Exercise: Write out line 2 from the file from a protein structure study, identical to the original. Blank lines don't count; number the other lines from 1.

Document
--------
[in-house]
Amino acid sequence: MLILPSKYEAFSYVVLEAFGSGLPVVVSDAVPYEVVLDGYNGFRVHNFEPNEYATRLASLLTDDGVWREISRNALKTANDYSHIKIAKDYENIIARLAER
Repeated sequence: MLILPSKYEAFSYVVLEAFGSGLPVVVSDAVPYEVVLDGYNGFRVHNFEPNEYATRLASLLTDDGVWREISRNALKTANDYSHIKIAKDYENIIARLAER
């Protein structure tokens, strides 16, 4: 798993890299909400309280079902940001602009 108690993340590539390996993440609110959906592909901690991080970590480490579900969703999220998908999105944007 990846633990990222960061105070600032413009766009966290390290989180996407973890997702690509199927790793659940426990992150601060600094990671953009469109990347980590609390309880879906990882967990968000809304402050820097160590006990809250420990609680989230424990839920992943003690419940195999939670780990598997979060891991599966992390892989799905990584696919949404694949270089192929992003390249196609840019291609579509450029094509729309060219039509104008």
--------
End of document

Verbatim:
Amino acid sequence: MLILPSKYEAFSYVVLEAFGSGLPVVVSDAVPYEVVLDGYNGFRVHNFEPNEYATRLASLLTDDGVWREISRNALKTANDYSHIKIAKDYENIIARLAER